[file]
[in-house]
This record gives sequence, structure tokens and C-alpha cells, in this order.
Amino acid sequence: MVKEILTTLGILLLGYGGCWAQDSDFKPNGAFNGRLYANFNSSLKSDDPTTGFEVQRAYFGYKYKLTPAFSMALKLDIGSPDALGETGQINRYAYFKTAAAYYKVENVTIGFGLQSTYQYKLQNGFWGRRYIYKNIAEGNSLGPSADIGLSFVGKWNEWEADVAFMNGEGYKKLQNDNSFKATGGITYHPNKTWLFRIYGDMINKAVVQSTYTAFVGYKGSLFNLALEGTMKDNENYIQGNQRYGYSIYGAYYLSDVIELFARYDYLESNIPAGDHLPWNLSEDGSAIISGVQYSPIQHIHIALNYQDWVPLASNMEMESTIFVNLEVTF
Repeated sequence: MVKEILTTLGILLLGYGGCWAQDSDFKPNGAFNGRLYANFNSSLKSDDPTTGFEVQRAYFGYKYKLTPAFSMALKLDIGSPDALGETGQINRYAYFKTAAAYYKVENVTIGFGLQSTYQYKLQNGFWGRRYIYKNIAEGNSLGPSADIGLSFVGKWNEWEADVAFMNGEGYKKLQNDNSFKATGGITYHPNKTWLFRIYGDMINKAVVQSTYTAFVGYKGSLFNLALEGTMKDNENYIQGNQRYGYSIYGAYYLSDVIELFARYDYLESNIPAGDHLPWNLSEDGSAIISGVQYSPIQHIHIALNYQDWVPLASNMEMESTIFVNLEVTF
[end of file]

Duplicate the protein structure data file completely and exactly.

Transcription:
[in-house]
This record gives sequence, structure tokens and C-alpha cells, in this order.
Amino acid sequence: MVKEILTTLGILLLGYGGCWAQDSDFKPNGAFNGRLYANFNSSLKSDDPTTGFEVQRAYFGYKYKLTPAFSMALKLDIGSPDALGETGQINRYAYFKTAAAYYKVENVTIGFGLQSTYQYKLQNGFWGRRYIYKNIAEGNSLGPSADIGLSFVGKWNEWEADVAFMNGEGYKKLQNDNSFKATGGITYHPNKTWLFRIYGDMINKAVVQSTYTAFVGYKGSLFNLALEGTMKDNENYIQGNQRYGYSIYGAYYLSDVIELFARYDYLESNIPAGDHLPWNLSEDGSAIISGVQYSPIQHIHIALNYQDWVPLASNMEMESTIFVNLEVTF
Repeated sequence: MVKEILTTLGILLLGYGGCWAQDSDFKPNGAFNGRLYANFNSSLKSDDPTTGFEVQRAYFGYKYKLTPAFSMALKLDIGSPDALGETGQINRYAYFKTAAAYYKVENVTIGFGLQSTYQYKLQNGFWGRRYIYKNIAEGNSLGPSADIGLSFVGKWNEWEADVAFMNGEGYKKLQNDNSFKATGGITYHPNKTWLFRIYGDMINKAVVQSTYTAFVGYKGSLFNLALEGTMKDNENYIQGNQRYGYSIYGAYYLSDVIELFARYDYLESNIPAGDHLPWNLSEDGSAIISGVQYSPIQHIHIALNYQDWVPLASNMEMESTIFVNLEVTF